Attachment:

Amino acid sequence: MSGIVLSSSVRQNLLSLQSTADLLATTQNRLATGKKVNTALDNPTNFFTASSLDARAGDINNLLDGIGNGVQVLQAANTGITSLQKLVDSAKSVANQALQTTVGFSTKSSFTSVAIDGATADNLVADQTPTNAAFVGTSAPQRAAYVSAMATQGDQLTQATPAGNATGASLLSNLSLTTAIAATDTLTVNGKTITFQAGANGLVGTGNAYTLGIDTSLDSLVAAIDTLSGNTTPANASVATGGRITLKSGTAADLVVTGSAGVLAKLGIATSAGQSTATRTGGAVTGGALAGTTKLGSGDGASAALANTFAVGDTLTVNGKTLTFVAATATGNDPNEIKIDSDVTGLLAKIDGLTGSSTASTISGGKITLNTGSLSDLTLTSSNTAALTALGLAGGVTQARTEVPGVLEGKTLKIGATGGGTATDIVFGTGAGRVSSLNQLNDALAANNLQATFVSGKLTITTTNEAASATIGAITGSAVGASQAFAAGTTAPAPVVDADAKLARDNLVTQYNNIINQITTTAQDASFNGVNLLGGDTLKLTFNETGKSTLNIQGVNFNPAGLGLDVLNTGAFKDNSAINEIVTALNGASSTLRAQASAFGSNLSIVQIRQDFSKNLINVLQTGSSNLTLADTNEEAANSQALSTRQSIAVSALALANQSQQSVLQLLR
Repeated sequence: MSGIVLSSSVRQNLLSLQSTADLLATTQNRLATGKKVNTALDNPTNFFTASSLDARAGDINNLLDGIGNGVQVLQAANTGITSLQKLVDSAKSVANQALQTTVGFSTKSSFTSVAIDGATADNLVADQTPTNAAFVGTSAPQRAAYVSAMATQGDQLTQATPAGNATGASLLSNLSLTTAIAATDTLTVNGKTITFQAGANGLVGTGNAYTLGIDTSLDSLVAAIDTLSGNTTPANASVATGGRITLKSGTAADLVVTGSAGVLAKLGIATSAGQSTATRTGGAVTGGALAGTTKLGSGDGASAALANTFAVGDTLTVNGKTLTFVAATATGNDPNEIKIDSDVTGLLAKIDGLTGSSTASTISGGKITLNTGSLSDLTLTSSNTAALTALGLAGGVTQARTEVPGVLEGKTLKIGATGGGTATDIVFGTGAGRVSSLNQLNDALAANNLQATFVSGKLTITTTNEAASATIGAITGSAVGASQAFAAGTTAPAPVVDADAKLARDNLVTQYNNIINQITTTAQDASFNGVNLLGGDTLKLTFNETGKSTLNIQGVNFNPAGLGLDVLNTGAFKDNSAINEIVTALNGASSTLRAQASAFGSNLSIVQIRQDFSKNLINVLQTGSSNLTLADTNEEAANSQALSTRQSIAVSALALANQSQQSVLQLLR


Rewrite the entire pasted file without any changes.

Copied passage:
Amino acid sequence: MSGIVLSSSVRQNLLSLQSTADLLATTQNRLATGKKVNTALDNPTNFFTASSLDARAGDINNLLDGIGNGVQVLQAANTGITSLQKLVDSAKSVANQALQTTVGFSTKSSFTSVAIDGATADNLVADQTPTNAAFVGTSAPQRAAYVSAMATQGDQLTQATPAGNATGASLLSNLSLTTAIAATDTLTVNGKTITFQAGANGLVGTGNAYTLGIDTSLDSLVAAIDTLSGNTTPANASVATGGRITLKSGTAADLVVTGSAGVLAKLGIATSAGQSTATRTGGAVTGGALAGTTKLGSGDGASAALANTFAVGDTLTVNGKTLTFVAATATGNDPNEIKIDSDVTGLLAKIDGLTGSSTASTISGGKITLNTGSLSDLTLTSSNTAALTALGLAGGVTQARTEVPGVLEGKTLKIGATGGGTATDIVFGTGAGRVSSLNQLNDALAANNLQATFVSGKLTITTTNEAASATIGAITGSAVGASQAFAAGTTAPAPVVDADAKLARDNLVTQYNNIINQITTTAQDASFNGVNLLGGDTLKLTFNETGKSTLNIQGVNFNPAGLGLDVLNTGAFKDNSAINEIVTALNGASSTLRAQASAFGSNLSIVQIRQDFSKNLINVLQTGSSNLTLADTNEEAANSQALSTRQSIAVSALALANQSQQSVLQLLR
Repeated sequence: MSGIVLSSSVRQNLLSLQSTADLLATTQNRLATGKKVNTALDNPTNFFTASSLDARAGDINNLLDGIGNGVQVLQAANTGITSLQKLVDSAKSVANQALQTTVGFSTKSSFTSVAIDGATADNLVADQTPTNAAFVGTSAPQRAAYVSAMATQGDQLTQATPAGNATGASLLSNLSLTTAIAATDTLTVNGKTITFQAGANGLVGTGNAYTLGIDTSLDSLVAAIDTLSGNTTPANASVATGGRITLKSGTAADLVVTGSAGVLAKLGIATSAGQSTATRTGGAVTGGALAGTTKLGSGDGASAALANTFAVGDTLTVNGKTLTFVAATATGNDPNEIKIDSDVTGLLAKIDGLTGSSTASTISGGKITLNTGSLSDLTLTSSNTAALTALGLAGGVTQARTEVPGVLEGKTLKIGATGGGTATDIVFGTGAGRVSSLNQLNDALAANNLQATFVSGKLTITTTNEAASATIGAITGSAVGASQAFAAGTTAPAPVVDADAKLARDNLVTQYNNIINQITTTAQDASFNGVNLLGGDTLKLTFNETGKSTLNIQGVNFNPAGLGLDVLNTGAFKDNSAINEIVTALNGASSTLRAQASAFGSNLSIVQIRQDFSKNLINVLQTGSSNLTLADTNEEAANSQALSTRQSIAVSALALANQSQQSVLQLLR